Lego: it's a way of life. Home, June 2010.
Those of you who keep an eye on my reading list on the right [there… →→→ over there… →→→] will have noted that I have recently gone back to one of my all time favourite writers, Graham Greene. I read most of his ‘literary’ novels in the period 1996–99 (the undergraduate life is a good setting for catching up with the canon), and have determined that now might be a good time to revisit an author I haven’t read in a while and reflect on whether time (and experience) changes my assumptions of the work.
Well, The End of the Affair and The Quiet American later, he’s even better. It is odd how an observer of human behaviour manages to quite so efficiently and effectively nails it. Honestly, his observations from 1951 on US ambitions in (then) French IndoChina could be applied across the board right up until today. The jaundiced European post-colonial malaise-influence rejoinder also resonates today. On top of it, we get a cracking good yarn as well!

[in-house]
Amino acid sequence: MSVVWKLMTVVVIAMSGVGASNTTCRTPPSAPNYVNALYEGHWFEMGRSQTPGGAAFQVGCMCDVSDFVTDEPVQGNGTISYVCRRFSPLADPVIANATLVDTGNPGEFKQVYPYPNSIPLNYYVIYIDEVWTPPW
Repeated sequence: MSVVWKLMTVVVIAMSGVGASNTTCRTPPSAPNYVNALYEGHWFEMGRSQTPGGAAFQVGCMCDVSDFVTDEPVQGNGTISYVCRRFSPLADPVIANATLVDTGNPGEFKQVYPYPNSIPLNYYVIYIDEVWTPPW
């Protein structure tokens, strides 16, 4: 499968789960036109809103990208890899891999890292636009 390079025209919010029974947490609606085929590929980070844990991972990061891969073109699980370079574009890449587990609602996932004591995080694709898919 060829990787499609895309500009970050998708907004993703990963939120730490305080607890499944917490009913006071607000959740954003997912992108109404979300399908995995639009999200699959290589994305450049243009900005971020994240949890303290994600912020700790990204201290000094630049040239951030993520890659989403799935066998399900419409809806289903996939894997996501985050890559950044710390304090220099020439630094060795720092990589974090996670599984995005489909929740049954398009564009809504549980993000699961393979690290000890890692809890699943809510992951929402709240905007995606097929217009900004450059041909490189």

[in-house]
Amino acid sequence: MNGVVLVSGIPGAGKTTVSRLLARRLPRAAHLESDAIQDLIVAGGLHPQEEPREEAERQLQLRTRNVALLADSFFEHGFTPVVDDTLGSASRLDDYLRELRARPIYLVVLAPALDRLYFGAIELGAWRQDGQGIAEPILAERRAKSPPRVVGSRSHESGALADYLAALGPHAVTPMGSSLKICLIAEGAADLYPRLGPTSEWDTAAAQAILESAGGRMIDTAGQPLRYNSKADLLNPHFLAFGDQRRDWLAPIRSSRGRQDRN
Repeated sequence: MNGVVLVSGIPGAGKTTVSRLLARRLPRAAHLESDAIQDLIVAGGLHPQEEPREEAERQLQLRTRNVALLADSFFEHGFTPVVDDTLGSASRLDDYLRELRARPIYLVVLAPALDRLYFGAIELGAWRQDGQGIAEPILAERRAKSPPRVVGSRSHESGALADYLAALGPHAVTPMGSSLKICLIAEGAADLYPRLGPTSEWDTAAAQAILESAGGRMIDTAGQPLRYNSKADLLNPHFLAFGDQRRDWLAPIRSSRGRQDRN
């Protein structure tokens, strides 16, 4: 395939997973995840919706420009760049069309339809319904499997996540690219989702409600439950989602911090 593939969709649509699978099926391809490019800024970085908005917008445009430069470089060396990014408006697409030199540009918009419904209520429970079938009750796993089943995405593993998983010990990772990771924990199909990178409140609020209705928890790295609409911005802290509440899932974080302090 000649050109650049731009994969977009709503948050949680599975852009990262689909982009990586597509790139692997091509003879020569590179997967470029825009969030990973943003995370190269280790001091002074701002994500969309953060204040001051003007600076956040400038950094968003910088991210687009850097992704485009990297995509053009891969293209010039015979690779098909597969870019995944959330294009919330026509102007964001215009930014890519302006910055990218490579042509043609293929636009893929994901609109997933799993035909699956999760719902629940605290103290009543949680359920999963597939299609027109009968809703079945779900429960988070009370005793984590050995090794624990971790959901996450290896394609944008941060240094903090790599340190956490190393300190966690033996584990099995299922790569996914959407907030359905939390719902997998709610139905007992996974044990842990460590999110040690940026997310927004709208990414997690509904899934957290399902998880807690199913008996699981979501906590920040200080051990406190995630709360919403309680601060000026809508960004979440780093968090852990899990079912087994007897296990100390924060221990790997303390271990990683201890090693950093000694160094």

Seriously, do yourself a favour and get down the library.
My young son asks me..., Bertolt Brecht
My young son asks me: Must I learn mathematics?
What is the use, I feel like saying. That two pieces
Of bread are more than one's about all you'll end up with.
My young son asks me: Must I learn French?
What is the use, I feel like saying. This State's collapsing.
And if you just rub your belly with your hand and
Groan, you'll be understood with little trouble.
My young son asks me: Must I learn history?
What is the use, I feel like saying. Learn to stick
Your head in the earth, and maybe you'll still survive.
Yes, learn mathematics, I tell him.
Learn your French, learn your history!